• He knows the purpose of his life is to glorify the Father. This will be the "fruit" we bear, too. It becomes the ultimate purpose of our lives.
  • Jesus wants us to know that refusing to "abide" in him means choosing death.

This is much-needed background about Christ's identity, his mission, our relationship to him, and our own mission.

These are fundamental points to understand about Jesus!

A strong start in our portrait of Christ

We've considered only three Scripture passages in this article, and yet we've already built a very strong and accurate portrait of Christ.

This portrait gives us a solid basis for many things:

  • Prayer
  • Contemplating the life of Christ in Scripture
  • Reading the rest of Scripture
  • Spreading the faith with others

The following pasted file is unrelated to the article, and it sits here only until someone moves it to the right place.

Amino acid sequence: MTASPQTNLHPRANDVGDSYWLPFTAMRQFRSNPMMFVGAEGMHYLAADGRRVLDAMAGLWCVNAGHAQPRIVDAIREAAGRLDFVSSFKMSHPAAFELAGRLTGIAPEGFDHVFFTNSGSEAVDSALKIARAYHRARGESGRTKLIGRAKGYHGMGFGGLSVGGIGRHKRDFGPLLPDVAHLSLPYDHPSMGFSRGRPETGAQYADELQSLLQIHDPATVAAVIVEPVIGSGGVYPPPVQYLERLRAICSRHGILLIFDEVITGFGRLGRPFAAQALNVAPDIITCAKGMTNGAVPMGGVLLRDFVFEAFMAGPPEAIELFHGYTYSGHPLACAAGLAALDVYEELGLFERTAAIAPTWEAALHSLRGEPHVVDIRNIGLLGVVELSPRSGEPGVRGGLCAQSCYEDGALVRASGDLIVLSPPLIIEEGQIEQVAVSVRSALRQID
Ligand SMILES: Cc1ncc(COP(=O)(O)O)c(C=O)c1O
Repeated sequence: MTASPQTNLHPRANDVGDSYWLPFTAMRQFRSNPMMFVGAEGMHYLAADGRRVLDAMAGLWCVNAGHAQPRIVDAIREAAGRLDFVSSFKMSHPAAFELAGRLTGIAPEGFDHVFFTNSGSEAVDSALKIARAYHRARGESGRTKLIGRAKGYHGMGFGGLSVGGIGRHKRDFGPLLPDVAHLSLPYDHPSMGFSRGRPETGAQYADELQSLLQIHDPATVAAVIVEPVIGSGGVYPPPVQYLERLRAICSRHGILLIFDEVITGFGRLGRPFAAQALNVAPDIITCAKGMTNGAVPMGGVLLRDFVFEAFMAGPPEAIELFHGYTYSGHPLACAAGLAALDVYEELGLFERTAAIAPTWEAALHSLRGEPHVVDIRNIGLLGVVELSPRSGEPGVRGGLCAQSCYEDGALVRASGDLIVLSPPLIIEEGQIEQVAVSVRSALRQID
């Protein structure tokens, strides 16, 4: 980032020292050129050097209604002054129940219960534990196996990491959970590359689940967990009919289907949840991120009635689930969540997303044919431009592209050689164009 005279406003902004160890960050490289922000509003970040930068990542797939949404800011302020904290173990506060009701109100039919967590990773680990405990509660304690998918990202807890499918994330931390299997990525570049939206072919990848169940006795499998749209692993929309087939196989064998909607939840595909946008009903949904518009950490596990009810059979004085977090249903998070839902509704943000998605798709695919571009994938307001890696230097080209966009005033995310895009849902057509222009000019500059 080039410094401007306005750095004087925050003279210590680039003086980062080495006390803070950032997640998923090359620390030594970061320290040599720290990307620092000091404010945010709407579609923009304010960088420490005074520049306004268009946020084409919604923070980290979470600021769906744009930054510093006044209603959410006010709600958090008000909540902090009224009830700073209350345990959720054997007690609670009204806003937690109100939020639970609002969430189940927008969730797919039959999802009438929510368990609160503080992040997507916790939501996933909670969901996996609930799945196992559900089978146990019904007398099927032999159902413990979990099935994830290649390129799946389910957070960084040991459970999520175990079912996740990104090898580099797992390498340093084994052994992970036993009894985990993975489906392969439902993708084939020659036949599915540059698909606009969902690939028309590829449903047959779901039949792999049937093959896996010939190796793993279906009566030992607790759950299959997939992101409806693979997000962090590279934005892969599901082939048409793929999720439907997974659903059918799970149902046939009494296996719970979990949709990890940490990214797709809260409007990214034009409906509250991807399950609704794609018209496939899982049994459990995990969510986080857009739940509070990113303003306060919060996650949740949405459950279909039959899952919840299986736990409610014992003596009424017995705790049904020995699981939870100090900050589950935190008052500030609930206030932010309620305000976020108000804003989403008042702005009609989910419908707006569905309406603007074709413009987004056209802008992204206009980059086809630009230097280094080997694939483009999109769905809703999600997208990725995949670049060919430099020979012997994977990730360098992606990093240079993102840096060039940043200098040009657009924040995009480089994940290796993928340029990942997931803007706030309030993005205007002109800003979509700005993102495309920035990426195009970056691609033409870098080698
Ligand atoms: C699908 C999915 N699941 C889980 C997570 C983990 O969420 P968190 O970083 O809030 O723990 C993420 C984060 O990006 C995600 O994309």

• Helping others to grow in their own understanding of Christ

Our goal in this article was to learn how to read Scripture in a way that lets us learn about Jesus. There isn't anything magic about these three passages; you can use this simple method to learn a great deal from just about any passage in the Gospels.

Here are five other passages that are good "next steps" as you are reading the Bible to learn about Jesus:

  • Mark 1:14-15 (The proclamation of the Kingdom)
  • Matthew 13:1-24 (Parable of the sower)
  • Mark 1:32-39 (Healing & casting out demons)
  • Mark 2:1-13 (Curing the paralytic)
  • Luke 5:1-11 ("Let down your nets for a catch...")

You can read through them at your own pace, practicing what you've learned in this article.

And now that you've started...

Keep going! You're making great strides in your desire to make Scripture a strong part of your Christian faith!

A whole new life awaits you.

"I came that they may have life, and have it abundantly."

(Jn 10:10)

You can visit the main article about Catholic Bible study, or check our home page for more articles about the Catholic faith!